In fiction, from the Native American legend of the Wendigo through the fairy tales of the Brothers Grimm to Hannibal Lecter, there exists a fantasy that one man may absorb the strength of another by consuming him. But it took Muhammad Ali—surely a character too fantastic for any work of fiction—to make this power manifest in reality. In his now legendary Rumble in the Jungle against George Foreman, Ali invented a strategy so counter-intuitive that it cannot help but boggle one’s mind even 40 years after the fact: Ali let Foreman hit him. He leaned on the ropes and allowed Big George, quite possibly the hardest puncher in the history of the sport, to unleash all of his fury upon him. It was, by any human measure, a recipe for suicide. Except that for Ali, it was not. As the fight wore on, it was Foreman who seemed to wilt with each heavy blow he landed. And Ali? Ali grew stronger, bolder, more energized. As Foreman deteriorated before our disbelieving eyes, Ali became greater. In the end, it’s hard to say whether Ali eventually knocked Foreman out, or consumed what remained of his soul.[This story about the computer simulated and then reenacted "fight" between Ali and Marciano is als a fascinating read.]
Many folks have likely seen the great documentary When We Were Kings. There are other great boxing documentaries on Ali (and others) such as Thrilla in Manila, Ali's Dozen, Kings of the Ring, and One Nation Divisible.
Muhammad Ali was and is a cultural institution. And of course, given my curiosities and hobbies, we should not forget how Ali was a student of professional wrestling and how the "Louisville Lip" borrowed much from the legendary Gorgeous George:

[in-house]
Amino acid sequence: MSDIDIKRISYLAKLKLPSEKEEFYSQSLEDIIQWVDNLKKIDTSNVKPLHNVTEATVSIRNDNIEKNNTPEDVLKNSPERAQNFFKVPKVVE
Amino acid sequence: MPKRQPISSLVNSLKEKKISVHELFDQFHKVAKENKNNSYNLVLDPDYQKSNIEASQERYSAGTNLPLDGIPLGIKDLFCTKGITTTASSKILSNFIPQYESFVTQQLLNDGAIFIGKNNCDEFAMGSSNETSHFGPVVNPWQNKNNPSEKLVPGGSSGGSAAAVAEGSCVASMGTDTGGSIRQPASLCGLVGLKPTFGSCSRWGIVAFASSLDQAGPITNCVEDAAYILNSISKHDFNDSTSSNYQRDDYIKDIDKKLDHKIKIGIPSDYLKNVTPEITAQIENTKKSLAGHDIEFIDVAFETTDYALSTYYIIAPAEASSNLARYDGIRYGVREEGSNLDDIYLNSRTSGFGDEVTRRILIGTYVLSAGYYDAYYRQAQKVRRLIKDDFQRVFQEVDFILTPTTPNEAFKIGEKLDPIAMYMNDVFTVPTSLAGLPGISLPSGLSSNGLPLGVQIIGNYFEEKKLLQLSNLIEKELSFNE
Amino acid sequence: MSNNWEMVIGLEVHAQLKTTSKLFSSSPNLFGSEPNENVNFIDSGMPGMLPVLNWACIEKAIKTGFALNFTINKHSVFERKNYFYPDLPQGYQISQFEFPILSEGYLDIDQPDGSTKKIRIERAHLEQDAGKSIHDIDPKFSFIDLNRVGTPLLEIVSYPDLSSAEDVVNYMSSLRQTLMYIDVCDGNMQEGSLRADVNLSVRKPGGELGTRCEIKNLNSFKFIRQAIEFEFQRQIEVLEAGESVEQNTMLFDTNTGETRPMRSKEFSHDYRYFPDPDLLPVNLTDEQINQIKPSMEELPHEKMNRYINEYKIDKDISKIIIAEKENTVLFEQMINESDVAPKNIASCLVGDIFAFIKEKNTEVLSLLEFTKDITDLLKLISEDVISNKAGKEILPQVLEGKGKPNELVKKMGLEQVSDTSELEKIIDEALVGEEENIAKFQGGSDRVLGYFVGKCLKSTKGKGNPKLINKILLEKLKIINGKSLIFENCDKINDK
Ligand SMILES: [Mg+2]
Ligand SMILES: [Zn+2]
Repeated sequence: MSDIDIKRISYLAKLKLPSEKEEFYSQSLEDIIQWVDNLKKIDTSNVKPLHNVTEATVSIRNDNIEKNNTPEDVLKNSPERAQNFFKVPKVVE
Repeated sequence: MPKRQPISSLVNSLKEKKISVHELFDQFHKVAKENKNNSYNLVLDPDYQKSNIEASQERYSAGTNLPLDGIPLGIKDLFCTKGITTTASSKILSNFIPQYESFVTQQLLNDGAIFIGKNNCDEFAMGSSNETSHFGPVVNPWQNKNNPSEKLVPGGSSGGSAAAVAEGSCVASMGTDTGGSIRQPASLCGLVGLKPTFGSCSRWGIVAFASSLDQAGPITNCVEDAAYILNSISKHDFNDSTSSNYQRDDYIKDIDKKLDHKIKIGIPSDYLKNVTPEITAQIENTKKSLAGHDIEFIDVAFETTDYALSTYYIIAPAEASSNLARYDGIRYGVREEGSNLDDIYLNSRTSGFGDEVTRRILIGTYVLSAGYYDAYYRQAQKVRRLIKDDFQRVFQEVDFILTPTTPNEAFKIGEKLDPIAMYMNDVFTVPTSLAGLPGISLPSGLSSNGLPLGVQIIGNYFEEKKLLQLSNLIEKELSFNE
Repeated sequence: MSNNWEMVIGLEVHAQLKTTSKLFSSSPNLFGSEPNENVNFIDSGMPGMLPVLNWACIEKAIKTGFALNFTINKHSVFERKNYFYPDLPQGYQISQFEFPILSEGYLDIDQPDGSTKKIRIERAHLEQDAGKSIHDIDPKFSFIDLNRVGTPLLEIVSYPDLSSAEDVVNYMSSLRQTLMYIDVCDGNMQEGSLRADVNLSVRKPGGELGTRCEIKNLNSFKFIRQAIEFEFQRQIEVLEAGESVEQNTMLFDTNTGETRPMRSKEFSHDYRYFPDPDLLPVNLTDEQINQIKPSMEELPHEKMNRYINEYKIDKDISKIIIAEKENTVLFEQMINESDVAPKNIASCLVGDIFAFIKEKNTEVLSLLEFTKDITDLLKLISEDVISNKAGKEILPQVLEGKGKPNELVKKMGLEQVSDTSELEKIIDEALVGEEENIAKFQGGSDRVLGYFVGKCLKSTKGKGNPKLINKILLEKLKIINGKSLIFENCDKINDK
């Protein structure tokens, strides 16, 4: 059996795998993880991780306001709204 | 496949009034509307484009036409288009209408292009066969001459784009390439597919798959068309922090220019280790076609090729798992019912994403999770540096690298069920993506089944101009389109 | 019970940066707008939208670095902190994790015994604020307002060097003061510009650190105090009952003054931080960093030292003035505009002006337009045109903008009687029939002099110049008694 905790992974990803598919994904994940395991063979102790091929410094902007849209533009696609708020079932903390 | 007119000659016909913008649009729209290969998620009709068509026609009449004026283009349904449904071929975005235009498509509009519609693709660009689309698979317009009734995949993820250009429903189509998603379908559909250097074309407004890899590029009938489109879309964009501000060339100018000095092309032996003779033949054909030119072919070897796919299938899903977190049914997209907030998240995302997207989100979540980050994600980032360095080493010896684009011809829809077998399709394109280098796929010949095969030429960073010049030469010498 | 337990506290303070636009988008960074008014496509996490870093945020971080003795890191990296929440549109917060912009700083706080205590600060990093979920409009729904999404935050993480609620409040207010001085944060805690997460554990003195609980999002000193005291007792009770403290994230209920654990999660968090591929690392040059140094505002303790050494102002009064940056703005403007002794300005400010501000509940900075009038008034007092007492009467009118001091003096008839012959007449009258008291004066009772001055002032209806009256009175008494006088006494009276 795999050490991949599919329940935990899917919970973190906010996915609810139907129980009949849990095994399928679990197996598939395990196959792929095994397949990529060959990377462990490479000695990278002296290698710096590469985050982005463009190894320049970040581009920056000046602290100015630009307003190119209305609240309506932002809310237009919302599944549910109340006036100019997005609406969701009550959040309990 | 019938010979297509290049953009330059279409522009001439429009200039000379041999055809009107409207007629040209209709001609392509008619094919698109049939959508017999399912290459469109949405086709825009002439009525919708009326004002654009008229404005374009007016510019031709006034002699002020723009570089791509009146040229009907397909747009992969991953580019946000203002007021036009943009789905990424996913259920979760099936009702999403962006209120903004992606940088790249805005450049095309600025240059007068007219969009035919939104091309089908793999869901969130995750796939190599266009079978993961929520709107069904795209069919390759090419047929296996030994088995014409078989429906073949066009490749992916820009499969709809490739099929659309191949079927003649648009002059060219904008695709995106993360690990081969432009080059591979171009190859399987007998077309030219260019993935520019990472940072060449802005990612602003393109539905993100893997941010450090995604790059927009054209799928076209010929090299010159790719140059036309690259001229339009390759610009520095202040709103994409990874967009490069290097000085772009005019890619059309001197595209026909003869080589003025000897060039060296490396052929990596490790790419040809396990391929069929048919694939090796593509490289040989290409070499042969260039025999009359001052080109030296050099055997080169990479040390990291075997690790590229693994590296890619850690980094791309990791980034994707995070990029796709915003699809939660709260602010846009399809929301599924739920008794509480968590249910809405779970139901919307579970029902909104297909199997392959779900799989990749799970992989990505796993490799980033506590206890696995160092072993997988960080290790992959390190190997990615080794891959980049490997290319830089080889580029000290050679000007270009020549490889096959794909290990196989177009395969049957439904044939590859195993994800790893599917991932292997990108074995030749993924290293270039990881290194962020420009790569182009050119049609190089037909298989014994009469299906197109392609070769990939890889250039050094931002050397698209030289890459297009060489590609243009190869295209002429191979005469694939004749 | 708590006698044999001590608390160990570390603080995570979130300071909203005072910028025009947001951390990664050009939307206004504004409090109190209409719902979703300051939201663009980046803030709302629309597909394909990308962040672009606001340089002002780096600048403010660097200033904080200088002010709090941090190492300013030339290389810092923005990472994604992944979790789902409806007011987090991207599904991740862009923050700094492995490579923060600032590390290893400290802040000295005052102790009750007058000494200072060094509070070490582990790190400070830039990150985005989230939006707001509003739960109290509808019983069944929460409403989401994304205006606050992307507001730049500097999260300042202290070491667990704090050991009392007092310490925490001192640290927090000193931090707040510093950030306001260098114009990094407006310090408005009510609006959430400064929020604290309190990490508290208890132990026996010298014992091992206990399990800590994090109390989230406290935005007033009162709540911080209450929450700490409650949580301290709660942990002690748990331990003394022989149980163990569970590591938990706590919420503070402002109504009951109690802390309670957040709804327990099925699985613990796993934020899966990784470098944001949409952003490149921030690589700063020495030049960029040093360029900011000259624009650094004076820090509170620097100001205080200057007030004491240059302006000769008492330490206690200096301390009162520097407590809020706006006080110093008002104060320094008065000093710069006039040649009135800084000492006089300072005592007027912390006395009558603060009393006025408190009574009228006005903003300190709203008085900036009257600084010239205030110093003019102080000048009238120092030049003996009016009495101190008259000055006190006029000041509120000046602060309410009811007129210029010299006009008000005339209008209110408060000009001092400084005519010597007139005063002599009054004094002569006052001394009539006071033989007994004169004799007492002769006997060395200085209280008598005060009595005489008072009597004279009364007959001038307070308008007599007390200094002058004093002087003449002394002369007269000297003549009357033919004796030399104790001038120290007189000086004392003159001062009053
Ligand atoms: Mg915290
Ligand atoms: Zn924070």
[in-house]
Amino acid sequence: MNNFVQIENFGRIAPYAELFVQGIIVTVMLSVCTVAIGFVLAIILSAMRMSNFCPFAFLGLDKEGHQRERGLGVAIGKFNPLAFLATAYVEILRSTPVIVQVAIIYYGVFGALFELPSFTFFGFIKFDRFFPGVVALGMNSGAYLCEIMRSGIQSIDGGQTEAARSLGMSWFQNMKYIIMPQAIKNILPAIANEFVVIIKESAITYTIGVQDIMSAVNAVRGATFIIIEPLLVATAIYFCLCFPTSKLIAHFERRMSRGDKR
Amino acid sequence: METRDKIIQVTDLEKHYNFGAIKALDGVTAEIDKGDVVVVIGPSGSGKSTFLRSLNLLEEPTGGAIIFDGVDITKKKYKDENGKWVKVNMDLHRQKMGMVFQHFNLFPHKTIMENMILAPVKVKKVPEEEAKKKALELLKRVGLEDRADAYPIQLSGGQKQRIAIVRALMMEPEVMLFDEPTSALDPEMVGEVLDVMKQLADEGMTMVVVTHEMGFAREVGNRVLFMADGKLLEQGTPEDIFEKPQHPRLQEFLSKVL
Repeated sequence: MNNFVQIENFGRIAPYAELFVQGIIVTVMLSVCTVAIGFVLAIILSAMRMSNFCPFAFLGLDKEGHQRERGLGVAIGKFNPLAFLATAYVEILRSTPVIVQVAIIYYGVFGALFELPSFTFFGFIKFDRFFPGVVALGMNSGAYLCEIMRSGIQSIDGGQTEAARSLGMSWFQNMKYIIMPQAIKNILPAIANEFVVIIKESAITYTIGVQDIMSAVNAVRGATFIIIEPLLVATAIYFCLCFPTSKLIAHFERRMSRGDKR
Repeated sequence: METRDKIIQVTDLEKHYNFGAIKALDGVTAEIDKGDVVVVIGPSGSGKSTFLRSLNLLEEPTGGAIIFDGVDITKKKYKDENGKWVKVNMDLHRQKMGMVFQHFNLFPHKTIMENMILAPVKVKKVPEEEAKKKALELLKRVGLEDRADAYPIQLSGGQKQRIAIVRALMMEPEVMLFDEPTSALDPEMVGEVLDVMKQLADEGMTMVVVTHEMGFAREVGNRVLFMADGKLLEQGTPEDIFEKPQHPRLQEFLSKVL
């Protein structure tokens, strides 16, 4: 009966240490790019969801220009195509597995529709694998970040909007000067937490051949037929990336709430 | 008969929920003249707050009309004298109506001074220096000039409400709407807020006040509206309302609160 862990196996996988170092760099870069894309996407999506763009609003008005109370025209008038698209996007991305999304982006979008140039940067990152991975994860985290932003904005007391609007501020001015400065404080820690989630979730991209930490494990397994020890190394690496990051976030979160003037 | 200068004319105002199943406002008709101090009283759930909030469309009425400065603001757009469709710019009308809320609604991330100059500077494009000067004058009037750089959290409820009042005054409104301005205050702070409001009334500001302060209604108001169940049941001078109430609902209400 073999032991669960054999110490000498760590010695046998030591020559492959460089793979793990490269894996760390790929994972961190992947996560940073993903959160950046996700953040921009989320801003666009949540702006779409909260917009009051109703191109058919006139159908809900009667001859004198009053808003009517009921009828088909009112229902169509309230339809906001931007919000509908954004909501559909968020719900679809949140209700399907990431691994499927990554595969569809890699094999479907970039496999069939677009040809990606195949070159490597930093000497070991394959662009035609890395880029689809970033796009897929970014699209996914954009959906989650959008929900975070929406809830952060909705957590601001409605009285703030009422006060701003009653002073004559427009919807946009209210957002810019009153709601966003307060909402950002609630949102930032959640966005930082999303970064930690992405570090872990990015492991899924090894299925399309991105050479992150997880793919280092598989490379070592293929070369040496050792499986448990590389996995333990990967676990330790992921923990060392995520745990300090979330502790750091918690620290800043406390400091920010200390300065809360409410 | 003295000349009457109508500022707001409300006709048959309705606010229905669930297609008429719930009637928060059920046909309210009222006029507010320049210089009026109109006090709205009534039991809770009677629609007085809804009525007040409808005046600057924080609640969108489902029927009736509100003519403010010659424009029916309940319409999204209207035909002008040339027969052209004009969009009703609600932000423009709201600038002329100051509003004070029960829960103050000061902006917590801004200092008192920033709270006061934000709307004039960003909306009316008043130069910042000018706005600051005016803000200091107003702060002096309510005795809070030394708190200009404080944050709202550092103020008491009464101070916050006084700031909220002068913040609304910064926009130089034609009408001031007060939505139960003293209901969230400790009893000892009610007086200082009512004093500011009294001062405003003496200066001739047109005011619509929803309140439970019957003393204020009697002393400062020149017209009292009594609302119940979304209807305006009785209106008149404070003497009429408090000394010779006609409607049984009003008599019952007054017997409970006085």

George attracted attention more for his three-inch spike heels and inch- thick makeup than for his skill as a mauler and muscle-man. He entered the ring dressed in robes of satin or ermine and flaunted shoulder-length golden locks, as he peered vainly into a beautiful collection of hand-held mirrors. Meanwhile, his valet sprayed his corner with rich perfumes.
Gorgeous George discovered that the secret to success in wrestling was not merely in pinning his opponents but in behaving in a manner totally incongruous with the sport. He quickly became the darling of every interviewer and captured the interest of nearly every wrestling fan.
During pre-fight interviews, he told anyone who would listen that in his next "exhibition" - as opposed to a "match," which implies a contest - he would rip his opponent's arm from his shoulder and beat him with it. He promised to commit mayhem in the ring, destroying his adversary for having the temerity to oppose him.